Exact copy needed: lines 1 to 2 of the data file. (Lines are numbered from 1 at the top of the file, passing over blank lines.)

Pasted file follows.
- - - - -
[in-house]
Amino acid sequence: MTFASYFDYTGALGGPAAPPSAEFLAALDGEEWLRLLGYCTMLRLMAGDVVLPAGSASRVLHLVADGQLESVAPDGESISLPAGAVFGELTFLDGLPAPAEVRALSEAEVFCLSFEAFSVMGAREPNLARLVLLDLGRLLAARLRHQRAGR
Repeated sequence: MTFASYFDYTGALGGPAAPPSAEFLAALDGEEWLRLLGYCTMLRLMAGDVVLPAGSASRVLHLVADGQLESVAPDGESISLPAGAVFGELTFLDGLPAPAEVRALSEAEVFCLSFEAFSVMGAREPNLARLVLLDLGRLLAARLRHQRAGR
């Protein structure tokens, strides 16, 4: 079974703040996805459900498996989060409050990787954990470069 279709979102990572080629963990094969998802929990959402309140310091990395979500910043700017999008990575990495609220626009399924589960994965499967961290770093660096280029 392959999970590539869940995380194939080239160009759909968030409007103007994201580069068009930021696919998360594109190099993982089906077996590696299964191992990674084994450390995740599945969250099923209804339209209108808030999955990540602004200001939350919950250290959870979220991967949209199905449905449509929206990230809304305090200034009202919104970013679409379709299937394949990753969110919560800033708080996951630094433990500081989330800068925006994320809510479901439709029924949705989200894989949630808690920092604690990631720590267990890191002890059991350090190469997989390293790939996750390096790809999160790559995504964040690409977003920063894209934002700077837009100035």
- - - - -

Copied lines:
[in-house]
Amino acid sequence: MTFASYFDYTGALGGPAAPPSAEFLAALDGEEWLRLLGYCTMLRLMAGDVVLPAGSASRVLHLVADGQLESVAPDGESISLPAGAVFGELTFLDGLPAPAEVRALSEAEVFCLSFEAFSVMGAREPNLARLVLLDLGRLLAARLRHQRAGR